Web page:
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My Fight to Preserve Legitimate Access to Our Courts

By Congressman Mike Simpson

My Fight to Preserve Legitimate Access to Our Courts

By Congressman Mike Simpson

Washington, D.C. – “The United States judicial system should be structured to successfully process legitimate cases as quickly as possible.  Unfortunately, many Idahoans are burdened by a serious backlog within the federal judicial system, limiting their access to a timely trial.  This is due in part to loopholes being exploited within current federal policy and is made worse by organizational issues within the federal court system.

“One example would be the Equal Access to Justice Act (EAJA), which was enacted in 1980 and was designed to curb federal overreach and wrongdoing and allow wider access to the federal judicial system.  One key aspect of EAJA was to allow plaintiffs to seek reimbursement from the federal government for attorney’s fees related to the cases brought against the government.  The EAJA program provides a crucial service to many small businesses, individuals, and veterans with limited resources to seek redress against the wrongs of the federal government. 

“Unfortunately, this law has also allowed some special interest groups to create an endless cycle of litigation and clog the federal courts, all while enriching themselves with taxpayer dollars.  In the case of the Endangered Species Act (ESA), for example, some environmental groups have been able to take advantage of EAJA by repeatedly alleging violations of the ESA.  In fact, repeated lawsuits appear to have become a business model for many environmental groups.  The groups will sue the U.S. Fish and Wildlife Service for violations of the ESA, benefit from using their lawsuit as a fundraising tool, and then have their attorneys’ fees paid despite having the means to do so themselves.  Such frivolous lawsuits require time and funding from federal agencies that could be better spent on more critical priorities, such as authentic conservation efforts for endangered species. 

“In an effort to shine a light on EAJA abuse in my past role as Chairman of the House Interior and Environment Appropriations Subcommittee, I included language in appropriations bills directing the Department of the Interior, the Environmental Protection Agency, and the Forest Service to make legal fees paid to litigants under EAJA publicly available.  Astonishingly, last year, the Department of the Interior awarded $2.5 million[1] in EAJA reimbursements, and has historically paid for hourly rates as high as $865 per hour.[2]

“Throughout my time in Congress, I have continued to push for EAJA reform to prevent special interest groups from creating excessive backlogs and wrongfully taking advantage of the EAJA program.  In the 113th Congress, I cosponsored H.R. 3037, the Government Litigation Savings Act, which would have restricted EAJA reimbursements to parties with a direct and personal interest in an adjudication or if those parties unnecessarily prolonged a final resolution.  The courts should never be ‘Plan A,’ and the judicial process should never be used to enrich groups, entities, or individuals.  Rather, mediation and arbitration can often avoid costly and lengthy legal battles and resolve issues in a mutually beneficial manner.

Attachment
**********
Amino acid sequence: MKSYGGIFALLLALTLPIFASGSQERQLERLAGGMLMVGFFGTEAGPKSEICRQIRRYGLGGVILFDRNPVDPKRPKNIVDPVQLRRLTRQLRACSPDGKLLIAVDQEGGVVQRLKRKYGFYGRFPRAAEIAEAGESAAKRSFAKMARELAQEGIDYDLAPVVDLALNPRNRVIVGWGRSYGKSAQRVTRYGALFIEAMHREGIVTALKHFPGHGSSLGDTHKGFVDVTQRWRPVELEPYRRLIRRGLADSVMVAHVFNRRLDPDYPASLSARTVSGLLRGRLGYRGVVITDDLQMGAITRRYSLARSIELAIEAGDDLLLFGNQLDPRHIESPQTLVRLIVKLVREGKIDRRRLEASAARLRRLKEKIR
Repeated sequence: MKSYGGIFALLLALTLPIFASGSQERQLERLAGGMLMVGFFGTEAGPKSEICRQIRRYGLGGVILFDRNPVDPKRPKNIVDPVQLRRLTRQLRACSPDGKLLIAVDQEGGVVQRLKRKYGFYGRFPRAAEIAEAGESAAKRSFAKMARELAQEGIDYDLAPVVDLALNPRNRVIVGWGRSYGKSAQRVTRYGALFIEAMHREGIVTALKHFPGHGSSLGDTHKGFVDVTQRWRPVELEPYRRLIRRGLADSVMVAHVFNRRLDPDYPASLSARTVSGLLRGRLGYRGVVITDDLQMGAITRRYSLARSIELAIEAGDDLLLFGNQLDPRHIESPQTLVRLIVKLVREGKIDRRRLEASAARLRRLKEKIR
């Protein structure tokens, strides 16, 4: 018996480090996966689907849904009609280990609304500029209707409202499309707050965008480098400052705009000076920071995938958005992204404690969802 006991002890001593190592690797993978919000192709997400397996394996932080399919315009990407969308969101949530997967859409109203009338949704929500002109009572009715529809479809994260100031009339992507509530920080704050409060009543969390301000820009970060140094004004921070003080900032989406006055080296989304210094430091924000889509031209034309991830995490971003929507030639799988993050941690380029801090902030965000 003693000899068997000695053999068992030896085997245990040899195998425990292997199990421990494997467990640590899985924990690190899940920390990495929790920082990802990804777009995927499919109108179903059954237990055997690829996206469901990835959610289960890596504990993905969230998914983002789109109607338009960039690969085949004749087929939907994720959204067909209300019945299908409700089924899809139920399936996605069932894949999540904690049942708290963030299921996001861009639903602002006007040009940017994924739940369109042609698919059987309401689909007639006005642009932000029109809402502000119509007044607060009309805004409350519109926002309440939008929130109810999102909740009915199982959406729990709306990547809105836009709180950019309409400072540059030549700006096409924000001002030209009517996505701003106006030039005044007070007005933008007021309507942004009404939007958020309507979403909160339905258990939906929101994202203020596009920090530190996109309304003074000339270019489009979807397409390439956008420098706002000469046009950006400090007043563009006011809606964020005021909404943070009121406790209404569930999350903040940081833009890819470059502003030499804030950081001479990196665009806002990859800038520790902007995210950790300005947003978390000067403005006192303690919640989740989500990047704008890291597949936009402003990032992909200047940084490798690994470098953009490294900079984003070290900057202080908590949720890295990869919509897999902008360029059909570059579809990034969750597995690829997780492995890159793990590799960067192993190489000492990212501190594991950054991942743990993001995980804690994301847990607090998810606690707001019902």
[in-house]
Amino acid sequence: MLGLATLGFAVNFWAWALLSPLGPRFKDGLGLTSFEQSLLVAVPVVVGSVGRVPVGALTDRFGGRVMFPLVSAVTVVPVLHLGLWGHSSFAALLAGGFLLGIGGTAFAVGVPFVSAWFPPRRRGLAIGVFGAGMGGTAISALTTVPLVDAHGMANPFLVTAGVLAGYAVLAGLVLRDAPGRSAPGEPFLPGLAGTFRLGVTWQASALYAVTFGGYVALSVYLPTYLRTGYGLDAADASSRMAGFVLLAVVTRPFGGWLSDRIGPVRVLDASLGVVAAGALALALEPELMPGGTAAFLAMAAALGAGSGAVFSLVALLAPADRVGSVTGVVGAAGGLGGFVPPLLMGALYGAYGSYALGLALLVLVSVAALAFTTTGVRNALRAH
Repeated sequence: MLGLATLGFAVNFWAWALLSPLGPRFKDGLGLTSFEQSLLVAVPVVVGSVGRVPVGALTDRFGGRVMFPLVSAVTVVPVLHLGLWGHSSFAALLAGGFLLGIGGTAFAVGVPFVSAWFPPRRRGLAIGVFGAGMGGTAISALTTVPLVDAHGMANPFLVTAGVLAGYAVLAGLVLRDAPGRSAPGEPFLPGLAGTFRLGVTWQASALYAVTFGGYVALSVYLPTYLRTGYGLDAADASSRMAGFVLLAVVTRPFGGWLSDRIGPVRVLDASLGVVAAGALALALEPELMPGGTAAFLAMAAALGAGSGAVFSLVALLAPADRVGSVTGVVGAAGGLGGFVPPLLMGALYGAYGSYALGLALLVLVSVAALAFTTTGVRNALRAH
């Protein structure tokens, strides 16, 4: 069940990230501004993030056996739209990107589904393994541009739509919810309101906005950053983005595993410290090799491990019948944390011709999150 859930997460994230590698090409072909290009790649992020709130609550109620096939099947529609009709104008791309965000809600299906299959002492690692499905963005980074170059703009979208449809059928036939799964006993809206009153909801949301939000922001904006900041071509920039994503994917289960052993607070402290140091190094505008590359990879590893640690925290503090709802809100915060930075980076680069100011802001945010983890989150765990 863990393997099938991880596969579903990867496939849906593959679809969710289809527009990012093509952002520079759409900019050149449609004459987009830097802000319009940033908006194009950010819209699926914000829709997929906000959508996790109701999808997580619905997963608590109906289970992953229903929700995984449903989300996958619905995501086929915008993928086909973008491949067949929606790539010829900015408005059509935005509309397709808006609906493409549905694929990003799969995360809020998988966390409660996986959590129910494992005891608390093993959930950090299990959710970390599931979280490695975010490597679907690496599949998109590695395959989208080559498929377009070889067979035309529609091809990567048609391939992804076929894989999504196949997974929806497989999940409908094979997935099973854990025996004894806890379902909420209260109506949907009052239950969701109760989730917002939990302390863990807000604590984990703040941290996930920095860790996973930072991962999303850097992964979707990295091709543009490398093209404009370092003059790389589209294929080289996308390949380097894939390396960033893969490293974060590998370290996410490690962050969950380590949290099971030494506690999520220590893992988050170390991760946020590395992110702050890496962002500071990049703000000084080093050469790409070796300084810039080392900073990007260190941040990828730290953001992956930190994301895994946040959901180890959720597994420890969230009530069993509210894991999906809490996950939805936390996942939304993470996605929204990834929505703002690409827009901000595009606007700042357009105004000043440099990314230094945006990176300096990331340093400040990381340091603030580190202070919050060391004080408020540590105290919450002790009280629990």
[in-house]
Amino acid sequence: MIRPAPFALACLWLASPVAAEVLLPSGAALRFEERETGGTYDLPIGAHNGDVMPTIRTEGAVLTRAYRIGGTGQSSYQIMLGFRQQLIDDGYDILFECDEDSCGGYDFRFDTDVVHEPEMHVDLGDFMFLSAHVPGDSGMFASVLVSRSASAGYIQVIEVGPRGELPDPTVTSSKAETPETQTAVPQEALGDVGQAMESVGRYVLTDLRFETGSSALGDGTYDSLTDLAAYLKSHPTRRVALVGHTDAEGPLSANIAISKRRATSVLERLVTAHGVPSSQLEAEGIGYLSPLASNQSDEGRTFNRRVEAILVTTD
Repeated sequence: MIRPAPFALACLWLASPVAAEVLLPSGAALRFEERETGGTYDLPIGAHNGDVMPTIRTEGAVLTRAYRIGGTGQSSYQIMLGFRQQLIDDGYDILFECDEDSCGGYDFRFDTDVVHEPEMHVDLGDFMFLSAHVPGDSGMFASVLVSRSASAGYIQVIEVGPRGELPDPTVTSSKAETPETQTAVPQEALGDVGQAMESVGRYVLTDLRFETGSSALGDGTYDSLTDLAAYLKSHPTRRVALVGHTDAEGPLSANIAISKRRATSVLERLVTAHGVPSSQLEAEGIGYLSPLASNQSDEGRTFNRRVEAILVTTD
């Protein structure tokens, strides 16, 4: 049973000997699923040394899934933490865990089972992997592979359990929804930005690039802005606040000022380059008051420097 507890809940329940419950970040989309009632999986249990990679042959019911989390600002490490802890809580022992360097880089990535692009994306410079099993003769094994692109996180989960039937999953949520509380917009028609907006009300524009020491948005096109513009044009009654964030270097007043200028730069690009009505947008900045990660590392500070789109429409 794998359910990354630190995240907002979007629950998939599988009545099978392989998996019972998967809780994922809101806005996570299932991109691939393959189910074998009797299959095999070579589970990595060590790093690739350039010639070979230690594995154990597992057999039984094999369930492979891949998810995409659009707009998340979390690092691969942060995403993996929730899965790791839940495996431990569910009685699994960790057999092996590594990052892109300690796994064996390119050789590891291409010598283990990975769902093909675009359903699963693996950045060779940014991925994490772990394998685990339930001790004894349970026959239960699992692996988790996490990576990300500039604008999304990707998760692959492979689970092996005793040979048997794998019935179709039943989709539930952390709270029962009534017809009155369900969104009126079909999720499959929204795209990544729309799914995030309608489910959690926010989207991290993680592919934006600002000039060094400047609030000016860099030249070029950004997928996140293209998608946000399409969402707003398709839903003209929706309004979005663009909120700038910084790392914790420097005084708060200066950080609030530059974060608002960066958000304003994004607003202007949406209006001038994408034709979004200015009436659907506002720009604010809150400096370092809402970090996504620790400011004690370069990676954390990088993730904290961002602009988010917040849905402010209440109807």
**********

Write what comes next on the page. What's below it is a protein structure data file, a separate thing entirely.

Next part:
“In addition to reducing inappropriate use of the federal courts, we must also ensure that United States District Courts are equipped to process increasingly high caseloads.  As the U.S. population shifts out of cities and towards states like Idaho, not every federal district is authorized enough judgeships to meet the demand on the courts.  In fact, the federal district of Idaho has had just two federal district judges since 1954, when the population of the state was only 600,000.  It is now at 1.7 million and counting, and as Idaho’s population grows, so does the number of court cases.  The imbalance is so severe that the nonpartisan Judicial Conference of the United States has formally recommended that Congress authorize one new permanent district judge in Idaho consistently since 2003.  To alleviate this crisis, I introduced H.R. 319, a bill to add an additional judge to the Federal District Court of Idaho.  Adding a third judgeship would provide Idahoans easier access to federal courts and further decrease backlogs within the system.

“I have also pushed for legislation to address the backlog in the Ninth Circuit U.S. Court of Appeals, which covers Alaska, Arizona, California, Guam, Hawaii, Idaho, Montana, Nevada, Northern Mariana Islands, Oregon, and Washington.  The Ninth Circuit has more than six times the population than the First Circuit[3] and caries five times the case backlog of most U.S. Appeals Courts.  That is why I introduced H.R. 320, the Ninth Circuit Court of Appeals Judgeship and Reorganization Act, on January 13, 2021.  This legislation would divide the Ninth Circuit into a Ninth Circuit composed of California, Guam, Hawaii, and Northern Mariana Islands and a new Twelfth Circuit U.S. Court of Appeals composed of Alaska, Arizona, Idaho, Montana, Nevada, Oregon, and Washington.  Similar legislation has also been introduced by Senators Crapo and Risch in the Senate.

“Access to the courts, legal representation, and justice are core American values.  However, misuse of civil litigation and an overburdened judicial system prolongs resolution of disputes and wastes precious resources and time.  I firmly believe that justice delayed is justice denied, and I remain committed to improving and reorganizing the federal judicial system to protect the legitimate rights of all.”